Three years ago Tuesday, John Wall drained a last-second shot in Game 6 of the Eastern Conference Semifinals against the Boston Celtics to give Washington the win.
The bucket was a big one for many reasons. Not only was it clutch, but it helped the Wizards stay alive in the series and force a Game 7. It also had the added benefit of coming against the Celtics, a team that the Wizards had some bad-blood with at the time.
The mutual hatred both teams had for each other in 2017 was not created just from the playoff series alone, but rather from a saga of events that continuously fueled the fire. During a Facebook Live with Jason Smith, another member of the 2017 Washington team, Wall explained what started the rivalry in the first place.
Sparks initially began to fly on January 11, 2017, during a regular-season matchup between the two. In a game that the Wizards would lose 117-108, Wall and Celtics forward Jae Crowder chirped each other throughout the game. Wall mentioned that chirping from Crowder was nothing new to him, as he had even heard it in the offseason. Following the game, Crowder continued to talk when the teams were shaking hands, and Wall answered right back with words of his own.
The tension may have fizzled out right then and there if it wasn't for what Crowder did next.
“Then he touches my nose. I’m like, 'no, nobody is about to touch my nose,'" Wall said of the altercation. "So I gave him a little smack and he was like, 'we can meet in the back.'"
"So I went to the back like, okay, there’s nothing but curtains stopping us back here.”
Wall and Crowder would meet near the locker rooms to continue their quarrel, and both teams soon got involved as players from both sides got involved in the situation. Though nothing more transpired on that night, Wall knew it signified the beginning of the 'beef' with Boston.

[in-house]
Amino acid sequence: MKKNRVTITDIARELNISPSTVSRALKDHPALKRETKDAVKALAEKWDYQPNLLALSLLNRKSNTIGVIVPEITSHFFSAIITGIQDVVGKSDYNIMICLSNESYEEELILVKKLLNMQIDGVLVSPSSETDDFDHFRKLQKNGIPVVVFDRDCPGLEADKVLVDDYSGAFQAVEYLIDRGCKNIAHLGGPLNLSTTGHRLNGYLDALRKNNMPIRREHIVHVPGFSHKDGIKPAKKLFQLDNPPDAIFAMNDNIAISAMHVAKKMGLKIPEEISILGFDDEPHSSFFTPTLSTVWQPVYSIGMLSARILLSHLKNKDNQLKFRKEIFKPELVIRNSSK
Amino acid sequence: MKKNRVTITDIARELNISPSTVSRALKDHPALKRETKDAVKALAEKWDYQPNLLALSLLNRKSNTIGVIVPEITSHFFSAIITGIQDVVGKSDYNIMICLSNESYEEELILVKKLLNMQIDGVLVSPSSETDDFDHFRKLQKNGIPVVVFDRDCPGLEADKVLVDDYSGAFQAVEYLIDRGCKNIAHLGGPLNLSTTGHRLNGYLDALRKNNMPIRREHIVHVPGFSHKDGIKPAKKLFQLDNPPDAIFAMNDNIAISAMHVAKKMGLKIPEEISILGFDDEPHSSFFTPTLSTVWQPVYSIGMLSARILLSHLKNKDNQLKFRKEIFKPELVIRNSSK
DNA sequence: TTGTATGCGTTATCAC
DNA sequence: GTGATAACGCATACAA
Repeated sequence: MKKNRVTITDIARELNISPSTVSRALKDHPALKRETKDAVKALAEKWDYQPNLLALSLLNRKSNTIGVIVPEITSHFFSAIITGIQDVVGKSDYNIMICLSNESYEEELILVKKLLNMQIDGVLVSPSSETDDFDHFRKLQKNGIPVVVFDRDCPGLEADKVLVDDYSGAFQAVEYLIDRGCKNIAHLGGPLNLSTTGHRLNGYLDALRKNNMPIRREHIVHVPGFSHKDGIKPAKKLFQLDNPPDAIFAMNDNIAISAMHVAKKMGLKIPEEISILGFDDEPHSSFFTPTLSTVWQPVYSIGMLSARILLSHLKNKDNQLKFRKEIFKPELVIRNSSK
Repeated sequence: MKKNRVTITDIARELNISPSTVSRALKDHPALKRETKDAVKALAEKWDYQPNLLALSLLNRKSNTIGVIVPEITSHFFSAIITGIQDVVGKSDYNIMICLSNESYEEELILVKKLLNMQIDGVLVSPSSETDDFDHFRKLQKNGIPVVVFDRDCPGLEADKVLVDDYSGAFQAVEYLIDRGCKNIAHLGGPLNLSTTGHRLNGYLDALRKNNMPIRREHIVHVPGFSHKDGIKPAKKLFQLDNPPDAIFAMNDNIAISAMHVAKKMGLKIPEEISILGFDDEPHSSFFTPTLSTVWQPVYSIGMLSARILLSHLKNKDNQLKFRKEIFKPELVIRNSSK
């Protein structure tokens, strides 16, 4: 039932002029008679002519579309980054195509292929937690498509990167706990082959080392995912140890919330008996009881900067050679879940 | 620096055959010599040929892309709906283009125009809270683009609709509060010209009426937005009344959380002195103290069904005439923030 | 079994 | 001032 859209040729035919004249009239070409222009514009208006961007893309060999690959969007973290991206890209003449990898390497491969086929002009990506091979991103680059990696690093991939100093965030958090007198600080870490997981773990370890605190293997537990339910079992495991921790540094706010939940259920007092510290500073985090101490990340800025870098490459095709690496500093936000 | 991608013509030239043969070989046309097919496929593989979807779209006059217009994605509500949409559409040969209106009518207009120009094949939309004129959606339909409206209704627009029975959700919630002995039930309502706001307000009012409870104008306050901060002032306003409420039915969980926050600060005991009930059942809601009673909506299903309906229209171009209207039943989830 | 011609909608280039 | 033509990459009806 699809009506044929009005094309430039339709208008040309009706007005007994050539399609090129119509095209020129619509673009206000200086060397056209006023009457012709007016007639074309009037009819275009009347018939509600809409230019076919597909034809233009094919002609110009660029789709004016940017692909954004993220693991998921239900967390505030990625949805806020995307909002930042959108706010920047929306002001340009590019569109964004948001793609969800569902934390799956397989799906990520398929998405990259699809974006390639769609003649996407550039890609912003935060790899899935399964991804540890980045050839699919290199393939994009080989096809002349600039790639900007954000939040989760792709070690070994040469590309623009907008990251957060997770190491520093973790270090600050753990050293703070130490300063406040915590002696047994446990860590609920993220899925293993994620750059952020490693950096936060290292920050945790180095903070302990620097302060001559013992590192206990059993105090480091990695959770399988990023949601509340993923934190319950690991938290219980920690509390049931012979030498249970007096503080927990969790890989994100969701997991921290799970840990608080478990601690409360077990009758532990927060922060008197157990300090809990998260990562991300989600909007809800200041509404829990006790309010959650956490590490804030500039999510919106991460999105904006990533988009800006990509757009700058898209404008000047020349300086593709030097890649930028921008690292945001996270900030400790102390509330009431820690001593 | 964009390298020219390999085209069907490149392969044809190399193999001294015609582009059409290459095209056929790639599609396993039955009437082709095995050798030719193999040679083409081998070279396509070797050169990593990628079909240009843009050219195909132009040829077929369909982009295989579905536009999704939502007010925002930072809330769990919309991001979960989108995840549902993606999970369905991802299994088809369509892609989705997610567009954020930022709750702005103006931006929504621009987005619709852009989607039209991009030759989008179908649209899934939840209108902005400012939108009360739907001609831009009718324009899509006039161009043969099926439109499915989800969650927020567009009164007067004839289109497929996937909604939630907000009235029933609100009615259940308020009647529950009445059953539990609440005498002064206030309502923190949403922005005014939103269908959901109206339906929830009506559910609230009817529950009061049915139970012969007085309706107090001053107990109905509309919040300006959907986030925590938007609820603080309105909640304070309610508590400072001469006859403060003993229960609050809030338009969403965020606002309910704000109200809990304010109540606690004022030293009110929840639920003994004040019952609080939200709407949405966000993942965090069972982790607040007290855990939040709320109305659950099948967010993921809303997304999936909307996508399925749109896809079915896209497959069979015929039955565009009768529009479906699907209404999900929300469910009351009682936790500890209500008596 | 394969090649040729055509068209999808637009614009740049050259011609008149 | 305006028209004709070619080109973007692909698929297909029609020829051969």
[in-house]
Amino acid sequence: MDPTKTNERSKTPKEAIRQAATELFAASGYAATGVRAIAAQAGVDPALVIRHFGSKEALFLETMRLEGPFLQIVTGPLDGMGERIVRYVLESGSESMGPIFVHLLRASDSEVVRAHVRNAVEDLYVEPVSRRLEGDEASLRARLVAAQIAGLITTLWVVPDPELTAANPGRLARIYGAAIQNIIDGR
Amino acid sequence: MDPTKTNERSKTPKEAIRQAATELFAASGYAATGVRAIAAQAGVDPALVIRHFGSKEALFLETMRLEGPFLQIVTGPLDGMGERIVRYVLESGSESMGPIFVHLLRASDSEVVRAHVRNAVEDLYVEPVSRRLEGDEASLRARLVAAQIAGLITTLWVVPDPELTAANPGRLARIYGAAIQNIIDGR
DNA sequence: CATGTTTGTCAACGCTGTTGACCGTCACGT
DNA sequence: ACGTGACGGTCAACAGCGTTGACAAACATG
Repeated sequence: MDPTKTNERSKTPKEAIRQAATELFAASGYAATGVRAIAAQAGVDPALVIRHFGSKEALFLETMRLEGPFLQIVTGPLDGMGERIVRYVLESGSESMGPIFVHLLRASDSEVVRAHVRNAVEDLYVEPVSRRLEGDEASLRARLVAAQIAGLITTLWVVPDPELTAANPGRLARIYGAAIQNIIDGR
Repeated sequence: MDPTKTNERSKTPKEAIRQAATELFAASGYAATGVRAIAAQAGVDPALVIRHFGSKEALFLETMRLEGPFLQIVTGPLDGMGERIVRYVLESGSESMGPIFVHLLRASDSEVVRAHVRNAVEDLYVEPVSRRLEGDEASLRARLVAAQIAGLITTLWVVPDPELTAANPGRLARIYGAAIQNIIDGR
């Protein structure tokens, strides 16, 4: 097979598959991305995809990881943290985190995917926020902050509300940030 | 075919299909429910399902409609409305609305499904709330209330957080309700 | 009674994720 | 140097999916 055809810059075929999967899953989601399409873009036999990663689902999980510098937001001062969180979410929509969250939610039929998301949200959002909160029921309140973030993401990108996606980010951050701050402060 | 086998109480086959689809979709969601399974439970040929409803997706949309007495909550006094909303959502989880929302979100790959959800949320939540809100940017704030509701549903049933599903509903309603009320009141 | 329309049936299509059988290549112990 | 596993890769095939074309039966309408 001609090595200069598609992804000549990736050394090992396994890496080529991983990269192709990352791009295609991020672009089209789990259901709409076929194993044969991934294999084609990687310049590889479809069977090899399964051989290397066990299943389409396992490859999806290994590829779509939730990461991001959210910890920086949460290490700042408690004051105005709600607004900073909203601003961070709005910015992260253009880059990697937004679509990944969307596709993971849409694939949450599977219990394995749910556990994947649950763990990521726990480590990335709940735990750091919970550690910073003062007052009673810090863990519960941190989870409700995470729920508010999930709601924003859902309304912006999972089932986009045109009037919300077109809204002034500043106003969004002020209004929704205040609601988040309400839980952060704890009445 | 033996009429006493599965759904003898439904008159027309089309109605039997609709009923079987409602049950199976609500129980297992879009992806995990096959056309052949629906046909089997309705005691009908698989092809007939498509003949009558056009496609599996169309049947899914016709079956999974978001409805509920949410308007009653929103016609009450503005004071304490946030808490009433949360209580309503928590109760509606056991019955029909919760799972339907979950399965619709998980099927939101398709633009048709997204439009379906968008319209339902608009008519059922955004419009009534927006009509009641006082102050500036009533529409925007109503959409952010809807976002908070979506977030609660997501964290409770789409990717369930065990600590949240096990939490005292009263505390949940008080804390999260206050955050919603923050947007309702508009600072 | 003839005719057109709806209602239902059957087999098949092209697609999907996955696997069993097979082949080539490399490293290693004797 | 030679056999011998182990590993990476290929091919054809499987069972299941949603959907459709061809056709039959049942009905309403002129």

“From that point forward I was like, you know what, this is the rivalry.”
Just a couple of weeks later, Wall and the Wizards continued the saga by opting to wear all-black outfits to a home game against the Celtics. Washington claimed it was because they were attending Boston's 'funeral' in what was the team's last regular-season meeting in Washington. The Wizards won 123-108, but it wouldn't be the last of the antics between the two.
After taking down the Atlanta Hawks in the first round of the playoffs, Wall and the Wizards knew that a date with the Celtics was up next. A back-and-forth series, Washington entered Game 6 on the brink of elimination at the hands of their rival. To up the stakes, Boston decided to replicate what the Wizards did in the regular season, wearing all black to the crucial playoff game.
That gesture didn't work out for the Celtics, and John Wall had everything to do with it, nailing the now-famous shot. Yet, it was a moment that was not planned to happen as it did.
With the Wizards trailing in the final few seconds, Scott Brooks drew up his usual last-second play which focused on getting Bradley Beal open for the shot. But as the clock neared the end of the game, Wall noticed the play wasn't working. So, he improvised.
“I’m in the corner waiting, and I just see that he’s not getting open. It’s like 3.5, 4 seconds, I just run and get the ball from Otto [Porter], tip-toeing basically on the sideline," Wall described. ‘I’m just looking like, it’s either win or go home. I see Avery Bradley backing up. I know he’s a great on-ball defender, he’s been tough the whole series. It’s a shot I work on everyday and I just took a hesitation three.”
The reason Wall hesitated is that he said he noticed Beal getting open at the last second. But with no time to pass him the ball, he had to take the shot. It worked out pretty well.
“So I take the shot, and it goes in," Wall said.
Though the Celtics would win the series in Game 7, the shot was the biggest of Wall's life. Coming against a team he was not fond of only made it that much sweeter.
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